How color psychology can have an impact on your sales
Have you ever noticed the way you thoroughly enjoy spending time in one store, yet hurry out of another? The difference may be entirely psychological. Researchers know that certain colors tend to affect the majority of people in a similar fashion. Some colors make you want to linger; others tend to make you shop and get out of there as quickly as you can.Researchers know that certain colors tend to affect the majority of people in a similar fashion. Some colors make you want to linger; others tend to make you shop and get out of there as quickly as you can.Click To Tweet
Color as a marketing tool
Restaurants, retailers and other business enterprises who employ the psychology of color may increase sales exponentially. Everything from menus to window displays to artwork on the walls can make a significant impact on how consumers perceive your brand.
For instance, red sale tags elicit far more retail action than similar signs in black. The moment a prospective customer or clients enters your premises, they form a subconscious opinion of the environment. Interestingly, up to 90 percent of that opinion may be based on color, says Shopify. Additionally, more than half of all shoppers report that if they don’t like the colors they see in a location, they won’t go back.
Artistic marketing generates superior sales
If you are a painter, photographer or create another type of visual art, you may want to consider showing your work in a retail location. It’s definitely worth asking around to see which banks, restaurants, and other venues are willing to show the creations of local artists. This benefits the venue by providing a revolving collection of attractive artwork at no cost, and artists benefit when they make a sale. Showing in a local venue also increases an artist’s exposure and may well lead to future commissions.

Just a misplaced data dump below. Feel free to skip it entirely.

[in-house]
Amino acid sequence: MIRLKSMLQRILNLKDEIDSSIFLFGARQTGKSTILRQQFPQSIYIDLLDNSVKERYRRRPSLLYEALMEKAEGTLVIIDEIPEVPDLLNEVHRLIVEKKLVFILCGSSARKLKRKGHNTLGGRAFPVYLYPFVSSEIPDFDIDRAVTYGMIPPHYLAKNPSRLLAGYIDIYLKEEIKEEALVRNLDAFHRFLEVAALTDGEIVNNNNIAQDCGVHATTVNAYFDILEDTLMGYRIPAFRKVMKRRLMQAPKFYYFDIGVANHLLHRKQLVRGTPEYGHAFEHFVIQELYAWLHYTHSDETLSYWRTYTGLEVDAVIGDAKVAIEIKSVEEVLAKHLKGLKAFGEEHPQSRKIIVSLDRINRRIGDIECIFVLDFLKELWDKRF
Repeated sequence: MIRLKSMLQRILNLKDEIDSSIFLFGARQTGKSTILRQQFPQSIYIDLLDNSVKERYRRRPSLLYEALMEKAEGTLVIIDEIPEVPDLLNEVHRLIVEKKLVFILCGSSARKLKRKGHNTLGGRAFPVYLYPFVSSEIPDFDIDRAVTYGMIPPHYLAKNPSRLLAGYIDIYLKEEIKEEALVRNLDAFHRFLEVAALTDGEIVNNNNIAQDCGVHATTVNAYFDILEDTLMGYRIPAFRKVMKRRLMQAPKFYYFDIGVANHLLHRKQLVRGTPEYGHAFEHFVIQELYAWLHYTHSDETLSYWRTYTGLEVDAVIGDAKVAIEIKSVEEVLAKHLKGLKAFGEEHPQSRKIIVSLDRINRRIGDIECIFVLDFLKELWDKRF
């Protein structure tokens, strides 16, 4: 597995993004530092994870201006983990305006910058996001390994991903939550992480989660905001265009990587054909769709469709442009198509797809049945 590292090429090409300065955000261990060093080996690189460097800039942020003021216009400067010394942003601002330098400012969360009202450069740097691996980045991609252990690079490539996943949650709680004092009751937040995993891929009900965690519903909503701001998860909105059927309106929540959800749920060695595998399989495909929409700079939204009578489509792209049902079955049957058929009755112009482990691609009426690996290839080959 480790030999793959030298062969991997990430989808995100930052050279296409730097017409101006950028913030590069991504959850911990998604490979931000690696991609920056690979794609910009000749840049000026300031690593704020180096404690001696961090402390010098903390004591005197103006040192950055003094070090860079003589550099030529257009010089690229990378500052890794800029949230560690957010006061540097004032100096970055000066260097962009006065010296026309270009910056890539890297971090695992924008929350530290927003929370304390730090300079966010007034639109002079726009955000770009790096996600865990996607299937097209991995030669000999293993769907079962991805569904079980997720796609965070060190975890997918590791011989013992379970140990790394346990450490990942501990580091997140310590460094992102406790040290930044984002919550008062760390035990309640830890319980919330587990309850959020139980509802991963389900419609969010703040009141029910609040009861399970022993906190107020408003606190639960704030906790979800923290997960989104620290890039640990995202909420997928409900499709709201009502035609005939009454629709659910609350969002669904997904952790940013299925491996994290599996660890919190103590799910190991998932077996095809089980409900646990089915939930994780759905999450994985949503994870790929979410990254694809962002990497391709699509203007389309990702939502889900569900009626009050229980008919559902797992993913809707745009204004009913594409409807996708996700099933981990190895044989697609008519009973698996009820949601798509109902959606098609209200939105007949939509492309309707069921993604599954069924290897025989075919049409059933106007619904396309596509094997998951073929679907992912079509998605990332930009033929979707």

One drawback about exhibitions in alternative venues is that wait staff and bank tellers don’t generally have art-selling skills. For this reason, be sure each of your displayed art pieces clearly shows your name and contact info. Provide a pile of postcards with a reproduction of your art and a good supply of business cards, as well. This will allow any employee at the venue to give interested patrons correct information.
Psychology of color
Certain colors tend to affect human in similar ways. For instance, black, which is technically the absence of color, is associated with mystery, elegance, and authority. Shades of green offer feelings of security, stability, and confidence, say color experts at ColorPsychology magazine. Red enhances appetite and is often used in restaurants to encourage diners to order more food. Paintings and posters that feature splashes of red may have a similar effect on restaurant patrons. Blue may have an opposite effect in diners, but is a good color to use in a healthcare setting as it elicits feelings of dependability and trust.
Whichever color walls and poster and paintings you go with, remember that the intensity of the color plays a role in customer reaction. The brighter the color, the more human emotions are stimulated. Paler tones tend to bring on more subtle reactions. Experiment to find out what works best in your location.
Harley Duncan has a background in marketing psychology and enjoys discussing this with an online audience.